The Netflix show Unbelievable does an exceptional job at showcasing not only the diversity of sexual assault victim’s experiences, but also how ignoring this diversity leads to the criminal justice system failing victims.
As I’m just coming out of a class on consent, I found that the show does a really good job of showing institutional betrayal, which is the idea that systems like the criminal justice system actually actively harm those who are dependent on it for help. In the show, the main character Marie (Kaitlyn Dever) is sexually assaulted by a serial rapist who breaks into her suite at a group home. She reports the case to the police, but the two male lead detectives on her case grow suspicious of her story, ultimately charging her with false reporting, subsequently sending her to court and making her pay a fee.
So why exactly are they suspicious of her story? For one, Marie has a hard time remembering all the details of the sexual assault consistently. However, it’s quite clear that the police department lacks a well-structured response to the trauma of sexual assault. Hours after the assault, Marie is forced to recount the events multiple times, including following a very invasive hospital examination. The two male detectives fail to consider how trauma affects memory and instead of letting Marie pace the investigation, they constantly push her and take her inability to be consistent as a sign she is lying.
Another reason Marie is doubted is that her past foster mothers don’t think she shows the “proper” response to sexual assault. Colleen (Bridget Everett), one of Marie’s past foster mothers, takes her shopping the day after the assault and is caught off-guard by Marie’s “normal” behaviour alongside the fact that she doesn’t want to talk about the incident. This leads Judith (Elizabeth Marvel), Marie’s most recent foster mother, to tell the detectives that she thinks Marie made up the case for attention.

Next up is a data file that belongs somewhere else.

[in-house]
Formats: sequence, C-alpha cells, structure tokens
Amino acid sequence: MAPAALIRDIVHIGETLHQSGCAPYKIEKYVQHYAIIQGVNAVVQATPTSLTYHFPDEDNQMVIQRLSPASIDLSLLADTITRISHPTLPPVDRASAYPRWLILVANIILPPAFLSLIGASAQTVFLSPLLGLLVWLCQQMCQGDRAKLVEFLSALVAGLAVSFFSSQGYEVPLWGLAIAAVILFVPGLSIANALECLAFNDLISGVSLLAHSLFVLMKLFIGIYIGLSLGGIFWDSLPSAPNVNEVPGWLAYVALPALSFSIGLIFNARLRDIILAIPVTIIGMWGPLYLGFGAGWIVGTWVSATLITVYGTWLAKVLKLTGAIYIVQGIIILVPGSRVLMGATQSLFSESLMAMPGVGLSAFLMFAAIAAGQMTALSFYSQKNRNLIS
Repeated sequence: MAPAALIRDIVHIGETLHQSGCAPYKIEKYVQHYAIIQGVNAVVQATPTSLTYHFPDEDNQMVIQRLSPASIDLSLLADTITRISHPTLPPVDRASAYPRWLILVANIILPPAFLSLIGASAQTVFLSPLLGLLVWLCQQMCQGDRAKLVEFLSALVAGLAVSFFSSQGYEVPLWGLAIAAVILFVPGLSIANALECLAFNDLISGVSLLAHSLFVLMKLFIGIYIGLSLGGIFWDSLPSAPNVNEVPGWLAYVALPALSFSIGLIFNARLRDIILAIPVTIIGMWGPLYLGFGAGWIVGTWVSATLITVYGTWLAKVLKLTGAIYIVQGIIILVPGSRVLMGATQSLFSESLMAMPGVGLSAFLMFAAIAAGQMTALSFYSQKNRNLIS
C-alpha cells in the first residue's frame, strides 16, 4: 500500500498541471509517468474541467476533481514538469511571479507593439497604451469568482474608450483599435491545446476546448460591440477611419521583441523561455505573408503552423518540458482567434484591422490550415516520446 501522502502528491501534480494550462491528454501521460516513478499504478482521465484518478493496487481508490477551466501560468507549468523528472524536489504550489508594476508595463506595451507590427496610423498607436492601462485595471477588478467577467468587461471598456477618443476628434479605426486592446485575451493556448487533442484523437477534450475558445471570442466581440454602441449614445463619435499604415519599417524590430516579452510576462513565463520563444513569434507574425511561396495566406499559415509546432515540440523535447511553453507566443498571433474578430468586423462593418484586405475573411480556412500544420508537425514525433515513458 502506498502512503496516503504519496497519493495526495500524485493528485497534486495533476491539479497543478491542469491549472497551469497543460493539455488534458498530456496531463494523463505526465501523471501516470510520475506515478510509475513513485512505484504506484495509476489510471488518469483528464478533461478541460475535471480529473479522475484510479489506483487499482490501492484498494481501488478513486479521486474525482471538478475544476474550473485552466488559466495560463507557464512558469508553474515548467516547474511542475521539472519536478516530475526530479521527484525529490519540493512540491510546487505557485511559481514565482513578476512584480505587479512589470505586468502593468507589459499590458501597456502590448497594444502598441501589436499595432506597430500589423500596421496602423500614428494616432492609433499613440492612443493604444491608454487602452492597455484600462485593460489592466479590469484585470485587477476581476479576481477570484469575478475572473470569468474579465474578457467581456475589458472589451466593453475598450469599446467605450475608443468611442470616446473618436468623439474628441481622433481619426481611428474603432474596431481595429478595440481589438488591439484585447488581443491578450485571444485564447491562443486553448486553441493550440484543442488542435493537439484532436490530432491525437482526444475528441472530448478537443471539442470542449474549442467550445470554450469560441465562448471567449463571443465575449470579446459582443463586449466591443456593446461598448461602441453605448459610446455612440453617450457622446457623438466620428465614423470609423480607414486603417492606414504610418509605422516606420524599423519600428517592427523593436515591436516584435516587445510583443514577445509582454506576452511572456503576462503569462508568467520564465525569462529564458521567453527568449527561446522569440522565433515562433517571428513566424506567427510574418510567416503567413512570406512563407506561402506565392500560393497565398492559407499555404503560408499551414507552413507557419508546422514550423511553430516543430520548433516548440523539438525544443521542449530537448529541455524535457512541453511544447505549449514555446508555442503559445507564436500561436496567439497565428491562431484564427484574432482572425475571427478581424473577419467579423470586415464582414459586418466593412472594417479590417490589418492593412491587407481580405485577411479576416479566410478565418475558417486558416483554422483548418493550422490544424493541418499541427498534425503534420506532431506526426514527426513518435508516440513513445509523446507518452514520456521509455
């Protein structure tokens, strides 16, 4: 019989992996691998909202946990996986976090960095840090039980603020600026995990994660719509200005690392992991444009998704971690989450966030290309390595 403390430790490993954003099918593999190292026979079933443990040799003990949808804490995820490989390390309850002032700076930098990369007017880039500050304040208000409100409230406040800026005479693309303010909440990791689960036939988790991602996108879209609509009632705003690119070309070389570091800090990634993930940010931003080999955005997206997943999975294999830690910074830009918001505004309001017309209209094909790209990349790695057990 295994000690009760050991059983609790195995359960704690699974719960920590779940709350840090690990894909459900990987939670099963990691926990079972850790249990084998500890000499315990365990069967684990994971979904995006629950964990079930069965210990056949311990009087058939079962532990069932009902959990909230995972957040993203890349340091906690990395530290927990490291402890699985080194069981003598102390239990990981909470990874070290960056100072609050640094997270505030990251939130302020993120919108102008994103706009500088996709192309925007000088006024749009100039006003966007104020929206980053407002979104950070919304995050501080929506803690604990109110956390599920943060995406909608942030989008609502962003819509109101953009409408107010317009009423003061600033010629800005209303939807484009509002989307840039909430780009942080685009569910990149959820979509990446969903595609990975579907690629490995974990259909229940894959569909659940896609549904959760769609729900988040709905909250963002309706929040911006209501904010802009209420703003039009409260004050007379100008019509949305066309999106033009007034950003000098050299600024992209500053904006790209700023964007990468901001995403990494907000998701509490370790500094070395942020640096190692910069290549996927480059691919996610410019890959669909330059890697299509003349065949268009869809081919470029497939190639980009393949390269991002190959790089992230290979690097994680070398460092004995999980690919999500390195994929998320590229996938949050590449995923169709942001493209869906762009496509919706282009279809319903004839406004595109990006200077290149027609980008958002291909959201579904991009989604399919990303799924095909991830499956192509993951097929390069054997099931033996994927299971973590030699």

Judith justifies telling the detectives because both her and Colleen, who are also survivors of sexual assault, had completely different reactions than Marie. The show challenges this idealistic idea of a sexual assault victim: crying, hysterical, containing physical evidence of a struggle with their attacker.
It refreshingly shows that there is no one size fits all response to sexual assault. Not only does everyone cope differently, but people also use different survival mechanisms. In doing this, it shows how rape myths often inform police investigations, leading the criminal justice system to fail those who don’t fit the idea of “the good victim.”
The show further builds on the diversity of victim experiences by showing the reactions of various other victims as the serial rapist continues to attack across the country. One victim can remember the encounter in vivid details, others coped by completely shutting out the experience. I think this show is quite progressive in showing this complexity and how many actors in the criminal justice system are not trained to properly recognize it.
Despite its strides forward, there are still some fundamental problems with the show. First, the show features a serial rapist who breaks into the victim’s homes, furthering the “stranger in the bush” sexual assault narrative that often dictates the safety rules women live by: lock your windows at night even if its a sweltering summer night, live on the fifth or sixth level to avoid break-ins. In reality, 52 per cent of sexual assaults are perpetrated by friends, acquaintances, and family members.
I also think the show could portray a little more intersectionality, as the majority of the victims are white women. I do think the show attempted to tackle this, making the main character a teenager in a group home, but I don’t think it’s enough when we know that marginalized women of colour, such as Indigenous women, or transgender women, are at a higher risk for sexual assault.